No institution, including the finest and best ecclesial institution, is perfect. And I, for one, would not claim that TEC is the finest or best ecclesial institution. But it is the ecclesial institution to which I belong, the one that has formed me, and the one in which I choose to live and serve. Laments about our declining numbers have become tiresome and non-productive.
Instead, I view TEC as potentially well-positioned to serve a new generation of people who are spiritual but not religious. Engaging in mission requires that we learn to ask different questions and adopt a different focus.
- We claim to be inclusive. Do we welcome persons who are spiritual but not religious? Do we welcome diverse and conflicting theological views and liturgical styles?
- We claim to be pastoral. Do we value persons more than we value our buildings? Do we strive to align our resources with current demographics and human needs or does a diminishing remnant grow weary in striving to perpetuate our buildings and institutions as a testament of who TEC used to be?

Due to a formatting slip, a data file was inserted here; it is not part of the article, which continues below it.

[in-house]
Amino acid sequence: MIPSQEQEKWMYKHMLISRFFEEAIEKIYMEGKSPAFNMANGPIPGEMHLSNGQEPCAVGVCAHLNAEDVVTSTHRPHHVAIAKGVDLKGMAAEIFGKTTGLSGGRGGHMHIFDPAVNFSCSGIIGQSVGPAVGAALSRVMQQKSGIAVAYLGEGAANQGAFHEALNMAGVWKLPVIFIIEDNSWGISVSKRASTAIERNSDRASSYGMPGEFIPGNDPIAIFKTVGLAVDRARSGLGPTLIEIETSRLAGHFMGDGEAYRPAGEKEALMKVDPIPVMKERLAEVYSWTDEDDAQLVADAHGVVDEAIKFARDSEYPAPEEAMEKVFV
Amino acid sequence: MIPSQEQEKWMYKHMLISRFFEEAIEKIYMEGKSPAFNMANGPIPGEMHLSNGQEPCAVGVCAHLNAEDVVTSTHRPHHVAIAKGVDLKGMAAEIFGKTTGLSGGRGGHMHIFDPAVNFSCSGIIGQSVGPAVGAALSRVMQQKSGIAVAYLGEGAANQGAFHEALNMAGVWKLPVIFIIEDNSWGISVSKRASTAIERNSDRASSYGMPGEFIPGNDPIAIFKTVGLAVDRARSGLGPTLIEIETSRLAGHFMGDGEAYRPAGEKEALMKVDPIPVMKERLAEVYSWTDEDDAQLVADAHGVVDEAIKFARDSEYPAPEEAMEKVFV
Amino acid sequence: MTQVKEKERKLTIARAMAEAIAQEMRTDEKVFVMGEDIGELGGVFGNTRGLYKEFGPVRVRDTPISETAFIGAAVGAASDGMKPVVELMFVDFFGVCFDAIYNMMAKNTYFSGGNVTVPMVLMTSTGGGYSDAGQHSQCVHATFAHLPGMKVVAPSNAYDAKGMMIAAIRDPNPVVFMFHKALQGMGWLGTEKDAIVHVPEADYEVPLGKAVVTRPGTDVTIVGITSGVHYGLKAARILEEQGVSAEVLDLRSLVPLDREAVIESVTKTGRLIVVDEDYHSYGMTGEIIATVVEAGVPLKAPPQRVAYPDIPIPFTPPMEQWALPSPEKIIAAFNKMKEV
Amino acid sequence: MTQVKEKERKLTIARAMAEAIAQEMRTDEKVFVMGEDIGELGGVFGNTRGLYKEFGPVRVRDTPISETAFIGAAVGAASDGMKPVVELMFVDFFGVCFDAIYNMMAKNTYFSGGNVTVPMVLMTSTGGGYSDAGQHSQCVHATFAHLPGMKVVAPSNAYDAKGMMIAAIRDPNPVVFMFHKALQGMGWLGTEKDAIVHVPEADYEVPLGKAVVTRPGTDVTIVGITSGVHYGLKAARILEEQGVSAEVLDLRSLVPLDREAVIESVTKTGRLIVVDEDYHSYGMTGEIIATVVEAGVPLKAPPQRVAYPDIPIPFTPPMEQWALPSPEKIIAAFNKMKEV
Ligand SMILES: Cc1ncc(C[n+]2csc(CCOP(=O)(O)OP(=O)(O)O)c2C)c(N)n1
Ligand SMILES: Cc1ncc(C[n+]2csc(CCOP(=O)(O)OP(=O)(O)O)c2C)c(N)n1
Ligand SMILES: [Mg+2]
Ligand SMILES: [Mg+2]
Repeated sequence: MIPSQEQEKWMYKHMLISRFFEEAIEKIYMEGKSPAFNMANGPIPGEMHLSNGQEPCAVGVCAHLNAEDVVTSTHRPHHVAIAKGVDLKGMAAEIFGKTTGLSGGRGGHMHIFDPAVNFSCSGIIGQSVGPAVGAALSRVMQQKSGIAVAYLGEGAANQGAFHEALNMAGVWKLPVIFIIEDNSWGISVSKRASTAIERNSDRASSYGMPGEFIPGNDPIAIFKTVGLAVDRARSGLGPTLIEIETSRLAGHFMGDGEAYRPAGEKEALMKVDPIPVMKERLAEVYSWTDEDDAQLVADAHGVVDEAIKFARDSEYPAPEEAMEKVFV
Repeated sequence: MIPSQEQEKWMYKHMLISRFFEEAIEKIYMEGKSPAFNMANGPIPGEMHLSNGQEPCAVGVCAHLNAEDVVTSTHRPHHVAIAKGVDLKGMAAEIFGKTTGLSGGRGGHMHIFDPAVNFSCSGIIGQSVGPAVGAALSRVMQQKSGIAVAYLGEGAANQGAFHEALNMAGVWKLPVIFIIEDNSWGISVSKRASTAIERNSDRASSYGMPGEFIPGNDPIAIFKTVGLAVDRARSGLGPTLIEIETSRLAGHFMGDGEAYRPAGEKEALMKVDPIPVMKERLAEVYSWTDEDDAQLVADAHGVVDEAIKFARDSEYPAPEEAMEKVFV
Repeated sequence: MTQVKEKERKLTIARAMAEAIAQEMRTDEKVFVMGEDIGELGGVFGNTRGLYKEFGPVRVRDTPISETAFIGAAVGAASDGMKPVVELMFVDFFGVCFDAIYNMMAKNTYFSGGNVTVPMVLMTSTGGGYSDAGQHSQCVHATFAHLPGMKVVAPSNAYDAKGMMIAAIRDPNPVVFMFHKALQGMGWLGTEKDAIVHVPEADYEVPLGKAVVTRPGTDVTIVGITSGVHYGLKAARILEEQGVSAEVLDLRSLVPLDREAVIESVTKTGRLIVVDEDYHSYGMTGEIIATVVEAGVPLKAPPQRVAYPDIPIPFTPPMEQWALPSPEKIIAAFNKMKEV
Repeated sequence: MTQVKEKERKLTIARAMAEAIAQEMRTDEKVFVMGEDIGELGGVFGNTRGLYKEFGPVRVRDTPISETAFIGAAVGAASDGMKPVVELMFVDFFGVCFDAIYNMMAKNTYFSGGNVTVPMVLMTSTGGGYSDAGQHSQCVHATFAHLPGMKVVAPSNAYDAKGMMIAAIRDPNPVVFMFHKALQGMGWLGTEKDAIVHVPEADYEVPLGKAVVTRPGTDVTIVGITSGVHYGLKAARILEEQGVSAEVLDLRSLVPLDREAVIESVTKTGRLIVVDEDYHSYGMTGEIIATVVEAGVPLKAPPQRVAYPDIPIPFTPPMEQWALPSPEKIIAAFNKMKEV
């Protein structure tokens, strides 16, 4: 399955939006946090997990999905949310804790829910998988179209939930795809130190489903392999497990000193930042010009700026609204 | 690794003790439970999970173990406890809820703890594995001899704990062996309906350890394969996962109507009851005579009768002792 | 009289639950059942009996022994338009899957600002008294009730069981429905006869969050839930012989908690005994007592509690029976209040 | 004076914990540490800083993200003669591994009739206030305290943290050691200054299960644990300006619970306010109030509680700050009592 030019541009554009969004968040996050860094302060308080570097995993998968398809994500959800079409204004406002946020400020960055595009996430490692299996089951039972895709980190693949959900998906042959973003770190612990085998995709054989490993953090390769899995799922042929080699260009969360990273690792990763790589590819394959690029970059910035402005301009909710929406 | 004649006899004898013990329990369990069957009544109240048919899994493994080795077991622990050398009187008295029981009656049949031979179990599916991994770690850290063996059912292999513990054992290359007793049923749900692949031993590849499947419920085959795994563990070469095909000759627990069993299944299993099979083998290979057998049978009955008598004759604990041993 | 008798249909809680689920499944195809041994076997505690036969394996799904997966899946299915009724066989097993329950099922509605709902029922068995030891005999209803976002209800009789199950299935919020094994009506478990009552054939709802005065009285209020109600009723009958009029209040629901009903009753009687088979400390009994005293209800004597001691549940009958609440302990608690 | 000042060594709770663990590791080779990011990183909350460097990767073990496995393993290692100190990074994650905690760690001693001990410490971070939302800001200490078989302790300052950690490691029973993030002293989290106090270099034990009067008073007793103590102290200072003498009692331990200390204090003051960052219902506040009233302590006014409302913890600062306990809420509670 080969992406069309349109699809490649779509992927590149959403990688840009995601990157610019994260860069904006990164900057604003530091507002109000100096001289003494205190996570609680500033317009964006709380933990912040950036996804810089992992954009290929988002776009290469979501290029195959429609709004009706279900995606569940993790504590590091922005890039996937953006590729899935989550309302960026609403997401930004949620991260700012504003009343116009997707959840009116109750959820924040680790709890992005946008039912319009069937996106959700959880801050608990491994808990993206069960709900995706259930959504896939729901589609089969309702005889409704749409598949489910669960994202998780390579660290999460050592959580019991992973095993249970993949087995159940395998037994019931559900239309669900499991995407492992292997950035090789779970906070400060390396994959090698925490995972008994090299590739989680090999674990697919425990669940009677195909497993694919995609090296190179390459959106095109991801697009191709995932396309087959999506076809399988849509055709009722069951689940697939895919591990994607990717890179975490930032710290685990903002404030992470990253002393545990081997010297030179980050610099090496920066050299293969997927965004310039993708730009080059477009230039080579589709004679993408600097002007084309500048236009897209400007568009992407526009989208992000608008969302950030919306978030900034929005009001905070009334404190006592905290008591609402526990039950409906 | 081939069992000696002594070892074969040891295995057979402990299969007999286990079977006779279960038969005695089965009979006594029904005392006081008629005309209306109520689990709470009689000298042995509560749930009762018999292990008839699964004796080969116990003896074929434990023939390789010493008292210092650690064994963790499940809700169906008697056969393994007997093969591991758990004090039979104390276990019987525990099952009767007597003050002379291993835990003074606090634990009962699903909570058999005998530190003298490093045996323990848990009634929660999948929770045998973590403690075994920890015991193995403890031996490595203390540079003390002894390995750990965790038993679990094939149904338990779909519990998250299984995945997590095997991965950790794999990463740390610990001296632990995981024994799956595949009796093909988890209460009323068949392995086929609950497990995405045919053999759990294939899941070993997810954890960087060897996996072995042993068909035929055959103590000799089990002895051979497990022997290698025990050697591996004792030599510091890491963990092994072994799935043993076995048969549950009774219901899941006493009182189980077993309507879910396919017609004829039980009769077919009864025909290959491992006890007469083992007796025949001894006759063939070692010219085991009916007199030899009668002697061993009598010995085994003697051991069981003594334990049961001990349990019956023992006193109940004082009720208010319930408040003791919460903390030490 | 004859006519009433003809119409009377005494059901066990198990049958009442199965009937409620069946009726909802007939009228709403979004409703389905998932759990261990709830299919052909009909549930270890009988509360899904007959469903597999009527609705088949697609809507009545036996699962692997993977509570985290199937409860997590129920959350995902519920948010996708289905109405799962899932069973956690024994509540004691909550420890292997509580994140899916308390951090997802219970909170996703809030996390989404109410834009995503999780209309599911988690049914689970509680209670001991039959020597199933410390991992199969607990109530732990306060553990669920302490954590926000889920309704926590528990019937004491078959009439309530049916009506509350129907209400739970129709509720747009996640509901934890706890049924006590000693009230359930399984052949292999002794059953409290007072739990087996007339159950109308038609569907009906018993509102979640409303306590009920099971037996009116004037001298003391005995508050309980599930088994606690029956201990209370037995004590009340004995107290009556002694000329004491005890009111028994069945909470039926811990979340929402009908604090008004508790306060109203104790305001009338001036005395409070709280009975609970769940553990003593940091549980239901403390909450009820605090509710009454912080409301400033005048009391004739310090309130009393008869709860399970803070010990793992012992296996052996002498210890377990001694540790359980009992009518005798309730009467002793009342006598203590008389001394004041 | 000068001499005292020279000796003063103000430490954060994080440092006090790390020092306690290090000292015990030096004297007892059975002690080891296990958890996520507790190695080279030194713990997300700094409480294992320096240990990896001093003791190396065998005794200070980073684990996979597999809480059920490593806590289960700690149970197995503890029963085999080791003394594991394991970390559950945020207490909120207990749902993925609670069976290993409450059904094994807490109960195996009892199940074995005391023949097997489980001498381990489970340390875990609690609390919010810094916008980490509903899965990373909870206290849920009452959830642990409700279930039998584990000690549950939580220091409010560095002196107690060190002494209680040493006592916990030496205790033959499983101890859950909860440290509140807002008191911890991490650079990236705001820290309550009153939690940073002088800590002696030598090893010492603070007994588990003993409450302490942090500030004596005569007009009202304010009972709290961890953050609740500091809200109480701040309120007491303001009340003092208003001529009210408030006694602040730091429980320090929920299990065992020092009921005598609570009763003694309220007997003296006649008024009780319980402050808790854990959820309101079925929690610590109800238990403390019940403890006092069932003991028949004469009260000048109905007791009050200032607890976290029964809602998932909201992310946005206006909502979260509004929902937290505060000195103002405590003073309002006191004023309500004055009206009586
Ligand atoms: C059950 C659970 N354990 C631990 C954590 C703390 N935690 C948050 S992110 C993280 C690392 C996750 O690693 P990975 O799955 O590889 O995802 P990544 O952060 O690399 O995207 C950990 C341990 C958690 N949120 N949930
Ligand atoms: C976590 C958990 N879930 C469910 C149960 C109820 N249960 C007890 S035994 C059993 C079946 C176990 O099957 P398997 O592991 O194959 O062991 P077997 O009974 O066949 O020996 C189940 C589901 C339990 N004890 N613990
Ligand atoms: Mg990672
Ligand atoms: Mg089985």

- We claim to be sacramental. Do we revere all creation as an outward and visible symbol of God’s presence and love? How do the basic human acts of washing (i.e., Holy Baptism) and feeding (i.e., Eucharist) people shape our sharing Jesus with a broken, hurting world?
- We claim to respect the dignity of all. Is our attention and effort focused on those within the Christian circle or equally focused on all people? What is TEC, which in so many places appears concentrated on survival, saying to those who are over-stressed, underemployed, hungry, abused, sidelined, and so forth? Do we actually acknowledge strangers in our midst much less welcome them?